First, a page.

Consumers, their rights and obligations

Consumers, their rights and obligations
Published on: 11 May 2024

Table of contents

We are all habitual consumers. In fact, our whole life revolves around the consumption of products. The shopping basket, the Internet service provider, the clothes... We could spend hours listing all these aspects. Obviously, this means that we have a number of rights, but also a number of obligations. Specifically, all of this is set out in the Royal Legislative Decree 1/2007, of 16 November, which recasts the General Law for the Defence of Consumers and Users.

As lawyers specialising in commercial law, we have the purpose of breaking down this legal text and explaining to you in a clear and simple way what rights and obligations you are subject to.

Consumer rights

The product guarantee

The guarantee of the products and services we buy on a daily basis is probably the most important aspect of consumer rights. By this concept we mean the assurance given by the seller that, in the event that the good sold is not fit for use or does not meet the user's needs, the item can be returned and exchanged for another or reimbursed.

The guarantee covers any and all consumer goods except electricity, goods purchased through the courts and water and gas. In the latter two cases, this exception only applies when they have not been packaged for sale. In addition, the claim must be made against the seller. It is only the manufacturer's responsibility if it is impossible to claim from him.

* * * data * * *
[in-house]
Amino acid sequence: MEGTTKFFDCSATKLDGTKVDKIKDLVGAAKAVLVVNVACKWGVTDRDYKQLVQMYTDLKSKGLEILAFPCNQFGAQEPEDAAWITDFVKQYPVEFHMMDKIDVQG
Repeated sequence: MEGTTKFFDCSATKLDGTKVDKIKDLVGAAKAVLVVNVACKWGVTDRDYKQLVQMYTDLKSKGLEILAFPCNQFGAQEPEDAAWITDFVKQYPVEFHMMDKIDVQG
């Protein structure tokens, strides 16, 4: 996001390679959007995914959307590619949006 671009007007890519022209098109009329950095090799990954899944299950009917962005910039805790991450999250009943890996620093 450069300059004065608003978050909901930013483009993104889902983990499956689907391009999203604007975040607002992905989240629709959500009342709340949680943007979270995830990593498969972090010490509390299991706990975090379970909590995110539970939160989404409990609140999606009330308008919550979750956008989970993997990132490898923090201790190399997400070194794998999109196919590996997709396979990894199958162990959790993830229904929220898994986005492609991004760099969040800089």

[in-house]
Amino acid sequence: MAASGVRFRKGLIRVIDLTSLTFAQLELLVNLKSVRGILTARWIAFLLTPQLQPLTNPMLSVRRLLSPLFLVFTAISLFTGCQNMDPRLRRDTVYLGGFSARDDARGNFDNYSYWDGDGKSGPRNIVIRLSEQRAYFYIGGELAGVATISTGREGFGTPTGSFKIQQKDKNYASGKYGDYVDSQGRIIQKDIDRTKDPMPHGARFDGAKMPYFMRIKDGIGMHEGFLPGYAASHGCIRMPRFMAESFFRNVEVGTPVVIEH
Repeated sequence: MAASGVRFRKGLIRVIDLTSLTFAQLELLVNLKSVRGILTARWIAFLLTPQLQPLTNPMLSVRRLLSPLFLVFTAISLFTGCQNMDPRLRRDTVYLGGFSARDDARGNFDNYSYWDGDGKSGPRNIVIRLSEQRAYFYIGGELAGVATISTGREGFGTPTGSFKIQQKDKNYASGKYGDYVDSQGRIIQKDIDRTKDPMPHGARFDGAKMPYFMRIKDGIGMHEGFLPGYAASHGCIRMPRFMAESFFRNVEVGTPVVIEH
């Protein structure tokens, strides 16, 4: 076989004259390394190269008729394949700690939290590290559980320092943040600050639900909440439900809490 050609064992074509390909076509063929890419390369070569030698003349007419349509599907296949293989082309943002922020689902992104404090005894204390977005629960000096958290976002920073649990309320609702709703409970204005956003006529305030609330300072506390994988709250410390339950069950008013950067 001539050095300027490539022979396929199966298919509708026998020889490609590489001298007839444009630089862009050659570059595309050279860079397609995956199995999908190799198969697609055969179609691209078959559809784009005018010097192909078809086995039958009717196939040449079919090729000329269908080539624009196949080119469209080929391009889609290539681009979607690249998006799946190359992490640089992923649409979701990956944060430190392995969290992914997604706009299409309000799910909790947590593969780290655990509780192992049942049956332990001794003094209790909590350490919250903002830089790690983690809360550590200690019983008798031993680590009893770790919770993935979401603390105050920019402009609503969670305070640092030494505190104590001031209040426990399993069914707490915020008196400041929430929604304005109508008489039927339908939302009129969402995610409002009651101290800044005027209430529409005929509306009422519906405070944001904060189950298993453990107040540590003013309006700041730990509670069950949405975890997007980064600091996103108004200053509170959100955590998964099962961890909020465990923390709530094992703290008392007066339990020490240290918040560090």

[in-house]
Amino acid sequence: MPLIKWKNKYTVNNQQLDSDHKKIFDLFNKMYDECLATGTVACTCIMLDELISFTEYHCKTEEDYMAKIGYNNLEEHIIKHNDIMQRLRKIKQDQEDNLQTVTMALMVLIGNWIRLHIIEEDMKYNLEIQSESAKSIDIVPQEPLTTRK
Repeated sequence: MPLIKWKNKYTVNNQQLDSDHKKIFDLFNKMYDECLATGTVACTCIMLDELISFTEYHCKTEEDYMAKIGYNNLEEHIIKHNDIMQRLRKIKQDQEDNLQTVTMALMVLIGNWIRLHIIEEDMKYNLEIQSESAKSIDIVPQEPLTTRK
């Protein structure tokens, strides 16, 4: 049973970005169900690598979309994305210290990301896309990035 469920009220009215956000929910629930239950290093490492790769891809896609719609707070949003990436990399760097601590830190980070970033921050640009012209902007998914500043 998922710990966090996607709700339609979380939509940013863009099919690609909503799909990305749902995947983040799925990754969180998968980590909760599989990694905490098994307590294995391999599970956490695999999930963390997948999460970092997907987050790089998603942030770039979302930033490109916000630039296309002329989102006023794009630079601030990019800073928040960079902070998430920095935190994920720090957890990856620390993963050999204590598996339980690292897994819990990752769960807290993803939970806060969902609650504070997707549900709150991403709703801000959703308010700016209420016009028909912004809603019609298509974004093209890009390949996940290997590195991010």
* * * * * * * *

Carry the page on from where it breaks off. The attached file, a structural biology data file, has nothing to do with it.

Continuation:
In all cases, new products are covered by a two-year warranty, while second-hand products are covered by a maximum of twelve months. This period of time does not include the days during which the item is under repair or the days that you have to wait for a replacement. Warranty claims can be made for 3 years without any problems.

In case the defect is found during the first 6 months after the sale, it is understood to be of origin. On the other hand, the guarantee comes into force from the moment the product is purchased, which must appear on the corresponding ticket, receipt, invoice or delivery note. Any of these elements is sufficient and, at the same time, indispensable to make use of this right, that is to say, no specific guarantee document for the product delivered by the seller is necessary.

In the event that the buyer loses the purchase receipt and wants to make use of the product guarantee, things become more complicated, especially if payment has been made in cash. However, it is possible to prove the purchase at the centre by providing a bank charge or a financing document.

The legislative text referred to above does not say anything about the preservation of the packaging. However, some shops ask for it to be kept at least for the first 15 days, which is the period provided for immediate return without justification. This measure is in response to the need they may have to remarket the product if it is in good condition.

The user, through his right to the guarantee of the purchased product, can demand the repair or replacement of the good in the event that it shows the same defect that caused the original complaint. The cash refund is only enforceable during the first 14 days after the sale. Ultimately, the consumer has the power to claim damages if he/she deems it appropriate.

Product safety